Actor was even more excited to visit London than his latest movie Venom, in which he plays antihero
Tom Hardy, the British actor who appeared in Danny Boyle’s technologically savvy war movie Baby Driver, talked to the Observer as he prepped for his next project. He’s currently reprising his role as Eddie Brock – the antihero he first portrayed in the Sam Raimi film of the same name in 2007 – in the sequel Venom, which Sony Pictures will release in February. It’s one of the more eagerly anticipated films of the year, and in an exclusive conversation, he divulged more.
I was watching a film called Lost City of Z, which I loved. It opened a little while ago and I haven’t seen it but I am a little bit in love with it. I love those films, I always do. I saw The Lost City of Z the other night at the cinema in Cannes, and so it was fantastic to watch that, and to be able to understand and appreciate this film as much as I do.
That’s the type of film I like: I love the Western, a couple of days ago I really enjoyed Destroyer. I’m a big fan of Kathryn Bigelow, [I loved her film The Hurt Locker.] And she’s another British film-maker – I want to be the next Bigelow. I love her, she’s incredible. She’s the best, I’m delighted to have her on the same team as me. I’m completely in awe of her, she’s extraordinary.
I was watching The Shape of Water this weekend, and I thought, wow, that was incredible. That was also one of my favourite films this year, it’s another film-maker. It’s Guillermo del Toro, I love his stuff, I like his aesthetic, I like his aesthetic within the world that he creates.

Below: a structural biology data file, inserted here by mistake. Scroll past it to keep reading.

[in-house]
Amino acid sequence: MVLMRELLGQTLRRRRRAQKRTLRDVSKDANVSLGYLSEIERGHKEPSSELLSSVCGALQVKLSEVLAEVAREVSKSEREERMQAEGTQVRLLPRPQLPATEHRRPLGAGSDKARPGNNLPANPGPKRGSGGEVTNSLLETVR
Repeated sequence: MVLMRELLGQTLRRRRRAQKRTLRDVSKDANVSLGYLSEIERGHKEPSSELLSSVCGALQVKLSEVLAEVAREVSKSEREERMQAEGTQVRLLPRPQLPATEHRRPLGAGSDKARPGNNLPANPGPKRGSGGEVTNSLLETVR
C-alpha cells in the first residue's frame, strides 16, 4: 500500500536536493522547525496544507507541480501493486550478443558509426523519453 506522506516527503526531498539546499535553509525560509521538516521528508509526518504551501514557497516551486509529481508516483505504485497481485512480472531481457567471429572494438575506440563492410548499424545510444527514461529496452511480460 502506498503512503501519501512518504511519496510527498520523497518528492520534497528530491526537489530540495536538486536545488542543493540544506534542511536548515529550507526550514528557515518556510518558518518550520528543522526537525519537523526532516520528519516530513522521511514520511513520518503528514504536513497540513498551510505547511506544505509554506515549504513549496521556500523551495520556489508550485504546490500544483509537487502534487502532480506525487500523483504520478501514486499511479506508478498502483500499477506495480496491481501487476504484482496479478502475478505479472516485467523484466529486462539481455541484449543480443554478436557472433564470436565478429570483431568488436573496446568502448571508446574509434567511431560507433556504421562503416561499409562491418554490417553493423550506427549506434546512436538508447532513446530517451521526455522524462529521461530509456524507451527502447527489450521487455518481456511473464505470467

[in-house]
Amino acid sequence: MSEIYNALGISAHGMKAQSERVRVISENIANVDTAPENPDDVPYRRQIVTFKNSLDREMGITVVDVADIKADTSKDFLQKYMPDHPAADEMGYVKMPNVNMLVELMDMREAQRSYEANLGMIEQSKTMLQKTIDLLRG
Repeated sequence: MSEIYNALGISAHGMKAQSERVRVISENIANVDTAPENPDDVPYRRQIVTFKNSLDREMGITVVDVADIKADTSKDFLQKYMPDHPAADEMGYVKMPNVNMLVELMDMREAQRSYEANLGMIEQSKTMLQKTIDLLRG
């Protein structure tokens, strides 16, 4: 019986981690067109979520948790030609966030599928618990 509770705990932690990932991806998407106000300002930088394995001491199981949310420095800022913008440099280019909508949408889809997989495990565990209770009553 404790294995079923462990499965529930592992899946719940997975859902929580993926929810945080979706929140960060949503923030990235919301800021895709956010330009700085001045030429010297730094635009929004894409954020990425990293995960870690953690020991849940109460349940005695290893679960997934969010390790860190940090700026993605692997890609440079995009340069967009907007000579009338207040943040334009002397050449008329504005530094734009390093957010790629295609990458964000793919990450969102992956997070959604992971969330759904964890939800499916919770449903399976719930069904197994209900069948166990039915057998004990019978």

I’m also a fan of Tintin.
I mean, there’s something for everybody for me. We’re going through a cinematic transition right now. I saw something this weekend called The Upside, directed by Bryan Singer, and he’s amazing. I really enjoy his work. I’m not going to tell you which one I like more because then, when you see it, there’s going to be a difference.
I’m such a sucker for Sebastian Cabot’s King Lear as well. I love Walter Poirot, I love his invention of his character, I really enjoyed Simon Russell Beale’s performance in the National Theatre’s The Judas Kiss.
I’m actually a huge London fan, man. I went to the theatre on Saturday, and I was terrified to do it, because it was amazing and I had such high hopes for it. The thing is it was nine in the morning, and I was running down Bloomsbury Street, we were having dinner there, we were going to see a play. We bumped into the guys, and they had seats so I left the theatre but we went to see a play.
It was an improvised show, and I was doing two lines that were improvising. I get really nervous in front of the lights, because, even if you’re good in the booth, there’s not a lot to watch in the theatre. I always go to the Bar.
I was sat there doing my lines, and I just couldn’t believe it. I had never done such comedy. I found myself laughing so hard. I felt that great feeling of comedy that I’ve never felt before. So I was hugely excited to head back and do some more with Danny Boyle and Simon and do the show again. I go back for 10 more shows this week.
As told to Kate Ravilious